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    messabout Senior Member

    I have a small sharpie that has a fairly narrow transom. I put the rudder in the center and offset the motor mount. When motoring I lock the motor in straight ahead position and use the rudder for steering. The tiller has a hiking stick which lets me take a various positions in the boat. That is a convenience. The spacing between the two mounts took note of the possibility of not having the rudder foul the prop. The reason for choosing the center location for the rudder is that the rudder will more nearly stay in the water when the boat is heeled. In your case that is not a serious factor. I have had no problems whatever with the offset layout. I have had other boats with offset rudders, again no problem.
     
  8. northcoastnobes
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    northcoastnobes Junior Member

    Many thanks for these thoughtful replies. I'm building the boat in two phases - the first to do as little as possible in order to get it operational and to test it. I want to make sure I''m pouring too much effort into a dog. The second phase, if the first is successful, is to create a more elaborate cockpit and cabin layout. I'm inclined to go with the motor and rudder mounted on the stern in the test phase and to move to the motor-well with a centralised rudder in the second phase.

    Again, many thanks for your comments.

    dave
     
  9. northcoastnobes
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    northcoastnobes Junior Member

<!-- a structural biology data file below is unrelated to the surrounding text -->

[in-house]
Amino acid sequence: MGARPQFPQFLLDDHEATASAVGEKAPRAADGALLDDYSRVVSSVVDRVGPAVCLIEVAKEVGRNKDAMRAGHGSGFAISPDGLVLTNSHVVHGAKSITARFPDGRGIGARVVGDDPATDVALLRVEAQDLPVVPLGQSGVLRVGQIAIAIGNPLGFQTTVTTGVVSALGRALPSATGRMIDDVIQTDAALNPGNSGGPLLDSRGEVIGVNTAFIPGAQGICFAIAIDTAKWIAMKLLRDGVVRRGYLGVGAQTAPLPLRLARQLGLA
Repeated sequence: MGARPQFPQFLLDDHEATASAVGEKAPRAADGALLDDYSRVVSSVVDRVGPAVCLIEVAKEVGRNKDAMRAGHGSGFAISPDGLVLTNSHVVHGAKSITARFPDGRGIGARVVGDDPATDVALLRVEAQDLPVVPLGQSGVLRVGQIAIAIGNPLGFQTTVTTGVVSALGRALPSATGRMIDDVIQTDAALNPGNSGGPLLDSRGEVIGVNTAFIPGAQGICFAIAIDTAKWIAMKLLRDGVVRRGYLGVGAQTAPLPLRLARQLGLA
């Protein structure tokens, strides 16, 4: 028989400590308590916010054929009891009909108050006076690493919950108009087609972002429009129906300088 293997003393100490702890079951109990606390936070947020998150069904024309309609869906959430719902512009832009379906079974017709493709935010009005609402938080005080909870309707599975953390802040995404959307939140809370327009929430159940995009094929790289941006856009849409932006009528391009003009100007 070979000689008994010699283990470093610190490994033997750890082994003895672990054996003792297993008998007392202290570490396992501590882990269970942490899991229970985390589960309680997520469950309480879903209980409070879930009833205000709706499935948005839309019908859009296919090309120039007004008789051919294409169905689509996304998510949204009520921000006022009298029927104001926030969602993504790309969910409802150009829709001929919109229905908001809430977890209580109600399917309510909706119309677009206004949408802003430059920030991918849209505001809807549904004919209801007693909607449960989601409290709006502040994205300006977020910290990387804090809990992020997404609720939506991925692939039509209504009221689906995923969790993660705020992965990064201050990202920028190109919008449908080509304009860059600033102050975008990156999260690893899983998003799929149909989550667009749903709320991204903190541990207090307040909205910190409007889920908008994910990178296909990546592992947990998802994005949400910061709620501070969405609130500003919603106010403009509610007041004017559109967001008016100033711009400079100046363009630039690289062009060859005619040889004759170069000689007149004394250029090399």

Whoops, should have read it before pressing post. I meant to say "I want to make sure I''m NOT pouring too much effort into a dog".
     
  10. Pericles
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    Pericles Senior Member

    Very Freudian, that slip. :D :D :D What have you got against dogs? On second thoughts, don't answer that. :D

    Pericles
     
  11. northcoastnobes
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    northcoastnobes Junior Member

    Actually, I love dogs. I just don't want a boat that behaves like one!
     
  12. rwatson
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    rwatson Senior Member

    All boats behave like dogs - every boat has its severe performance limitations. Most 40ft catamarans cant go up creeks like a canoe, and most canoes cant cross oceans.
    Its an injustice!!!
    I guess its just the degree of dogginess you are prepared to put up with Versus the amount of money you are willing to pay measured against the risk to your health.
    Just have FUN creating.
    PS the dumping fees for failed boats are very high. Just leave it at a beach after taking the registration numbers off. The kids will have a ball!
     

  13. northcoastnobes
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    northcoastnobes Junior Member

    Much appreciate the advice and dose of reality and humour!